One governor will come and every thing the governor before him did, he reneges on it. I remember having this argument with Soludo, when he was the Governor of Central Bank of Nigeria, that that is the kind of thing we should do, and he said how much do we have as reserve for that kind of thing compared to our needs?

It is not the exact amount that is the issue. The point is, if you do it, they will take Nigeria seriously and will be willing to risk their money to show that they can behave properly. That demonstration on its own will make more private capital to come to Nigeria with or without any security. So, we have variety of options for creative financing to deal with the deficift in infrastructure.

Cost of governance in the country is very high, if this is reduced, will it not impact on fund for social projects?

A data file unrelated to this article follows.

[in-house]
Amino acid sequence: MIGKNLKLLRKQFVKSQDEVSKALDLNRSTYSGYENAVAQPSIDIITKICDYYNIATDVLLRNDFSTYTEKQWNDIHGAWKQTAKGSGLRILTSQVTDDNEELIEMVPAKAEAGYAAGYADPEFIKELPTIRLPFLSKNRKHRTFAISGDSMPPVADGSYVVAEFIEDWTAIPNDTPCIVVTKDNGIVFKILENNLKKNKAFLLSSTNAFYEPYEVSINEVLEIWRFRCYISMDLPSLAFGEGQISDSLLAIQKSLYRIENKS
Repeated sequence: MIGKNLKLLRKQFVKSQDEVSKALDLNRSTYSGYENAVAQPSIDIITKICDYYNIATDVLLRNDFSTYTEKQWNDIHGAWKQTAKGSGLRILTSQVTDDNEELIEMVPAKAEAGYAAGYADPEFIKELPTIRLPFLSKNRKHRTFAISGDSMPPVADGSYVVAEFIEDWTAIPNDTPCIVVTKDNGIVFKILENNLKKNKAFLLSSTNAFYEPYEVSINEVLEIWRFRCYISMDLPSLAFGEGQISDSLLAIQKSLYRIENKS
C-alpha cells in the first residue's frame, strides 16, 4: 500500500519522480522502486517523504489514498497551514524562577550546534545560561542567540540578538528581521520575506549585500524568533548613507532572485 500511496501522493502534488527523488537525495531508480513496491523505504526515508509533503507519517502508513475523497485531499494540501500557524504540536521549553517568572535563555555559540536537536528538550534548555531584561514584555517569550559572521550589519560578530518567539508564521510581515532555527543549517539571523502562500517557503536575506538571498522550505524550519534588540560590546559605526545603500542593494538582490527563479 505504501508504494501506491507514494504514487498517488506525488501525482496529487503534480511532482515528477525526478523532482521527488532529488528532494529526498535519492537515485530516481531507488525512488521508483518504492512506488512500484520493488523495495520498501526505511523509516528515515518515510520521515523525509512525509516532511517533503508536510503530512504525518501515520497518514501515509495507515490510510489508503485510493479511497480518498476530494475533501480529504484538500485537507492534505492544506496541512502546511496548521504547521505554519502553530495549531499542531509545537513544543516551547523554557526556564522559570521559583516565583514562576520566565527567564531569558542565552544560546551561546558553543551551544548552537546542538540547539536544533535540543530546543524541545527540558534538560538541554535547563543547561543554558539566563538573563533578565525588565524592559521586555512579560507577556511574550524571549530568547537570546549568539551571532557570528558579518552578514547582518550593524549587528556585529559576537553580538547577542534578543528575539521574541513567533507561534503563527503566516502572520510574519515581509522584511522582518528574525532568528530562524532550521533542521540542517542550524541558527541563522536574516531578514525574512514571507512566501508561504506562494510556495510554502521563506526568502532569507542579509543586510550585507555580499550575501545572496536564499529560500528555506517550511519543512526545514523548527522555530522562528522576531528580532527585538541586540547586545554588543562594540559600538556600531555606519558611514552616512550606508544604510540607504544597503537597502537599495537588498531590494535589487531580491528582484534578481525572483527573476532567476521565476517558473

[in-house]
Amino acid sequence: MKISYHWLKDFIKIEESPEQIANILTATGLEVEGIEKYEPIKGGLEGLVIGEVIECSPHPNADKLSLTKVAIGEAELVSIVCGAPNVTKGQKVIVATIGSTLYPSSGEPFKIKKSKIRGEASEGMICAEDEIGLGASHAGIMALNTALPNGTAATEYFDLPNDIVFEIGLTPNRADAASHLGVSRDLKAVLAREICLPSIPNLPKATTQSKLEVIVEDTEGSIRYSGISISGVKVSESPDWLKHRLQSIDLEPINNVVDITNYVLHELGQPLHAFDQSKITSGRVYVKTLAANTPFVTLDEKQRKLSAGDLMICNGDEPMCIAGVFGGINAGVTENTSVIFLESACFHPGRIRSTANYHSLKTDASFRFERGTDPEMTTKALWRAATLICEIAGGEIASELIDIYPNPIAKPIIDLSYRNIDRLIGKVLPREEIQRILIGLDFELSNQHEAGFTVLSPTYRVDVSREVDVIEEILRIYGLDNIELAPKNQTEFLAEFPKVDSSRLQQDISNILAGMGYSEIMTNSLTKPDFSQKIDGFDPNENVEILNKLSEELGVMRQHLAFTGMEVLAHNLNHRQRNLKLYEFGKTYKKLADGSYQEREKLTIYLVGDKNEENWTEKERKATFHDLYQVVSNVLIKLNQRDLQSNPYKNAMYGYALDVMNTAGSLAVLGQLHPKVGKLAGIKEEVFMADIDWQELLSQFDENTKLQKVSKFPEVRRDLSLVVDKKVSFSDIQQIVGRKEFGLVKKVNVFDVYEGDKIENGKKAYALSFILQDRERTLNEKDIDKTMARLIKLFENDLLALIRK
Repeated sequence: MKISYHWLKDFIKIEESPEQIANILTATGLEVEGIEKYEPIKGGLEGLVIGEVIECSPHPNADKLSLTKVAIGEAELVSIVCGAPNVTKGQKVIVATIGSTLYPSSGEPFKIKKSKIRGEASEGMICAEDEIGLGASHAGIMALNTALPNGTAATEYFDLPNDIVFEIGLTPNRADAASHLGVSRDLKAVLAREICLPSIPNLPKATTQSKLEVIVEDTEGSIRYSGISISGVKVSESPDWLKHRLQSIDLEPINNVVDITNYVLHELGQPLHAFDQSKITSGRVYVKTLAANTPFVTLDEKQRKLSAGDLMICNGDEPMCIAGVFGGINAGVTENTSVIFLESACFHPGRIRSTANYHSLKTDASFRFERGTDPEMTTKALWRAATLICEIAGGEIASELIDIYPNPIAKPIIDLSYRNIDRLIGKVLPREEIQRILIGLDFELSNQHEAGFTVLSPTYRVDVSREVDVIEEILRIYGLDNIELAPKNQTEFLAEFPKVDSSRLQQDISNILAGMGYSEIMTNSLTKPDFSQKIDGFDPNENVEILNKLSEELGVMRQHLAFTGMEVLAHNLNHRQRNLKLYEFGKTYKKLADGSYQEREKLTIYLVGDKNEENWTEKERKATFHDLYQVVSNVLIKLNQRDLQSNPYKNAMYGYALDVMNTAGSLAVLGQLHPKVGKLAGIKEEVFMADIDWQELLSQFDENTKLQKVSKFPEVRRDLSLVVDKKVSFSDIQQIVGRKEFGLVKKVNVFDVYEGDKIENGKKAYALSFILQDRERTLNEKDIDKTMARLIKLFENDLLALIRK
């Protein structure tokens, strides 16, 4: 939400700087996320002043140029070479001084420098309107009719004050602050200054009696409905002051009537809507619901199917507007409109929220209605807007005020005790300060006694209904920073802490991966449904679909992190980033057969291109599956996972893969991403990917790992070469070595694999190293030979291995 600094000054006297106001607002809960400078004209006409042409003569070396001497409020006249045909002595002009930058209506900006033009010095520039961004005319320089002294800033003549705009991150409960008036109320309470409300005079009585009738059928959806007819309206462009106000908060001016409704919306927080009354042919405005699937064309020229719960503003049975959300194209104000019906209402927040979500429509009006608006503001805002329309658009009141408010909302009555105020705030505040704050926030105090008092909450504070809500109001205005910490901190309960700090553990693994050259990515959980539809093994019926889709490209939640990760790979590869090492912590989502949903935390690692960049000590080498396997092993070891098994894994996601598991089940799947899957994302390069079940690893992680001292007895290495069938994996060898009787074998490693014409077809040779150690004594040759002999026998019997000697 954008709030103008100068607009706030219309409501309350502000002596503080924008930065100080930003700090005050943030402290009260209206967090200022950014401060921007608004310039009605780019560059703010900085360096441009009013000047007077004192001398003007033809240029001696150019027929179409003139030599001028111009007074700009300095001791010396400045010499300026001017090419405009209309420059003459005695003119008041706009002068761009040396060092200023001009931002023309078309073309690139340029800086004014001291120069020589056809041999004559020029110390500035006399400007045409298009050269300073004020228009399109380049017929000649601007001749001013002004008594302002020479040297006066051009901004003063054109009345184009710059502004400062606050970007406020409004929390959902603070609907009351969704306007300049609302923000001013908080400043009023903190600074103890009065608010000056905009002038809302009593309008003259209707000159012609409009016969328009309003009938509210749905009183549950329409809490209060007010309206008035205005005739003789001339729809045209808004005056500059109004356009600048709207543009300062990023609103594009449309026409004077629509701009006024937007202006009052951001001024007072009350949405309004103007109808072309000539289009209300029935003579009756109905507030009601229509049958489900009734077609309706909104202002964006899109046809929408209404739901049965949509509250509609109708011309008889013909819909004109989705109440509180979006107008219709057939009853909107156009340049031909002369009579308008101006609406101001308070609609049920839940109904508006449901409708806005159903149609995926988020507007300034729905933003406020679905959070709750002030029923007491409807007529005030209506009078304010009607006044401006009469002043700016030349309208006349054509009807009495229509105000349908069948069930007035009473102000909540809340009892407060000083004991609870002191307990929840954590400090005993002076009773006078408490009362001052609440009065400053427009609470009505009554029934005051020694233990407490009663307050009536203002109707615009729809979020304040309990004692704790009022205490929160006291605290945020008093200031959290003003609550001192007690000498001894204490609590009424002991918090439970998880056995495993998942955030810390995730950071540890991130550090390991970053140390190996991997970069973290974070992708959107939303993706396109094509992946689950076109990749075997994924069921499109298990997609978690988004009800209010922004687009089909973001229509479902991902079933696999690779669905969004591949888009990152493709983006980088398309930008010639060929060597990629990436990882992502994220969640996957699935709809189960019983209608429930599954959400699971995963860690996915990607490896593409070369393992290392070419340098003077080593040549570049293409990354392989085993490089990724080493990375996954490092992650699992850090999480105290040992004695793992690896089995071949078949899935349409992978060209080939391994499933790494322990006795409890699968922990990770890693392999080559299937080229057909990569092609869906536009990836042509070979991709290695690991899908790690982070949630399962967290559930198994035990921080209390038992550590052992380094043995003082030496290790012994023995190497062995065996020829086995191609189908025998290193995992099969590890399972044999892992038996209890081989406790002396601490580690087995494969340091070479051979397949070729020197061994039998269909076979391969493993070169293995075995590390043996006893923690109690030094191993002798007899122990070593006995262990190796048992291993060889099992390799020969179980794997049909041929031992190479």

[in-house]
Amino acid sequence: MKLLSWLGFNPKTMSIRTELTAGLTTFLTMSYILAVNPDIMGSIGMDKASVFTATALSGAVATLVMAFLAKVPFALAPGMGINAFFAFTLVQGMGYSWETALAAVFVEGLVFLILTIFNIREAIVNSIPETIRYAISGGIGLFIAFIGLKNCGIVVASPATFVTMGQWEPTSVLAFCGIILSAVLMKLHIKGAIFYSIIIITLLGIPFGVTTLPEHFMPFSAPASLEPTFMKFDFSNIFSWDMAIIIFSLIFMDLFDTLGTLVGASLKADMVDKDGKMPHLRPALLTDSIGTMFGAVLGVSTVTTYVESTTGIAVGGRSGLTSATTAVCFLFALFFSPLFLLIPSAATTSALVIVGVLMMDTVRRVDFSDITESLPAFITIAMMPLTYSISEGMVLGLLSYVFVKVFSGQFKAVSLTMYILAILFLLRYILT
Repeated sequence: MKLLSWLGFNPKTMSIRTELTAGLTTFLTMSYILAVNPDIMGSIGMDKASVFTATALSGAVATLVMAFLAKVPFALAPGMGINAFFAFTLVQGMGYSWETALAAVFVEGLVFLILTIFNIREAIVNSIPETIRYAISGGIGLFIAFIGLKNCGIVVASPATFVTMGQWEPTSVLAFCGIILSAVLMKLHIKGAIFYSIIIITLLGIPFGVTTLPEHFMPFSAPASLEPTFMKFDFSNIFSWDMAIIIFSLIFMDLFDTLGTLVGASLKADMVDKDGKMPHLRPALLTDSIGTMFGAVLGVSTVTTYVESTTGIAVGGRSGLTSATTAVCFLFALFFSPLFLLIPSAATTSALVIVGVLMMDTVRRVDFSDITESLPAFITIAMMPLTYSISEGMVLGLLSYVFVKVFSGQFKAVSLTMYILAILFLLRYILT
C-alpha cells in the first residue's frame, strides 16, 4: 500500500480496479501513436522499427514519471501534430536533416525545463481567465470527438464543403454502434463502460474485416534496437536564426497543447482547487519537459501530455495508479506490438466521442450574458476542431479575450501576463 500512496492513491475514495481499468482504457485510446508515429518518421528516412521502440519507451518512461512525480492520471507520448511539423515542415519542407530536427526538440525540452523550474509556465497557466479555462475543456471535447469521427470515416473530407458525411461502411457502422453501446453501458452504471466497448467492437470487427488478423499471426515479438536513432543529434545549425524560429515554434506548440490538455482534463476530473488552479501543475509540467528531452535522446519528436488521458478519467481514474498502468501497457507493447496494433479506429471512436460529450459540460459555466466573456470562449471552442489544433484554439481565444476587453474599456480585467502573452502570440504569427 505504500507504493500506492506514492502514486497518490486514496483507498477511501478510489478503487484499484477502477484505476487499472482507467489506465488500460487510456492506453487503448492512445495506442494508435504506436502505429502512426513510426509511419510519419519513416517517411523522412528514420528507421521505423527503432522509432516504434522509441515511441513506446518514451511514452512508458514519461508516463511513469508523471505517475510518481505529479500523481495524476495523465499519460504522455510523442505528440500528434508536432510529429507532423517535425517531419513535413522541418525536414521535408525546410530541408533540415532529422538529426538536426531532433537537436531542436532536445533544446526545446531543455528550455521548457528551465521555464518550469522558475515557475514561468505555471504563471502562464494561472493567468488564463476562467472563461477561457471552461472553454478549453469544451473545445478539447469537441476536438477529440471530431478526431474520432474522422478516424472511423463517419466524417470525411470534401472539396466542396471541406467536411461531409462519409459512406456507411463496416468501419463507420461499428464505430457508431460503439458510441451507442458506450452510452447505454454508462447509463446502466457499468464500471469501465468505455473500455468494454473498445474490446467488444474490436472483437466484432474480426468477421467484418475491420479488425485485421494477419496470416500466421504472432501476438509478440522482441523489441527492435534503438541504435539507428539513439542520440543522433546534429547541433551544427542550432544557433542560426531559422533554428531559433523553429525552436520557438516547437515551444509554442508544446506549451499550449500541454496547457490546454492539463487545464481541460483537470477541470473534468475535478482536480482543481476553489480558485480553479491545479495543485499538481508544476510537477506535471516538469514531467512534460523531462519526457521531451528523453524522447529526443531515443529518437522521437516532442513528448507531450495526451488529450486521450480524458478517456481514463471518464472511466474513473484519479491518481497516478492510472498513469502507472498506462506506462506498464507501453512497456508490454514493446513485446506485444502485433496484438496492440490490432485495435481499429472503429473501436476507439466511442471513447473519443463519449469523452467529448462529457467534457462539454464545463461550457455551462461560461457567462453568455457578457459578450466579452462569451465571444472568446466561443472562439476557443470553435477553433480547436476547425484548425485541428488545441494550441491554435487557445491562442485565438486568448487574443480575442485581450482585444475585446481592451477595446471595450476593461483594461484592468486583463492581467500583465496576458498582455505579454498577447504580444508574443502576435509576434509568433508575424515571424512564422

The first thing to do is to reduce leakages. They are so huge that everywhere you look, Nigeria is a basket. Leaking money everywhere. Sometimes, we call it corruption, or bureaucratic failure. If you can just block the leakages, you will immediately save millions. Then cost of governance, so many people being paid for doing nothing in Nigeria. Everybody wants to have 30 special assistant, and all sorts, we need to make sure that we use people productively, we need to create jobs, but not jobs where we do nothing in the name of politics. So, yes, we need to trim the cost of governance without reducing its effectiveness, because most of those things are just waste. We need to stop one man from having 10 cars, because he is called public official, wasting things. We need to prevent people from running around in all these motorcade. The President of South Africa goes out with just two cars — the one he is sitting and one security aide and another car in front of him. In Nigeria, it has to be 50 cars. Anytime the British Prime Minister is going out of the country, he goes to charter British Airway aircraft. Nigeria’s presidential fleet is bigger than most Nigerian airlines. The last time I said this, there were so many governors in the room, former Deputy Speaker of House of Representatives was equally there, and many others; they just bent their heads down saying in their mind that this man has come again, what is he talking about? I really don’t know how we got here.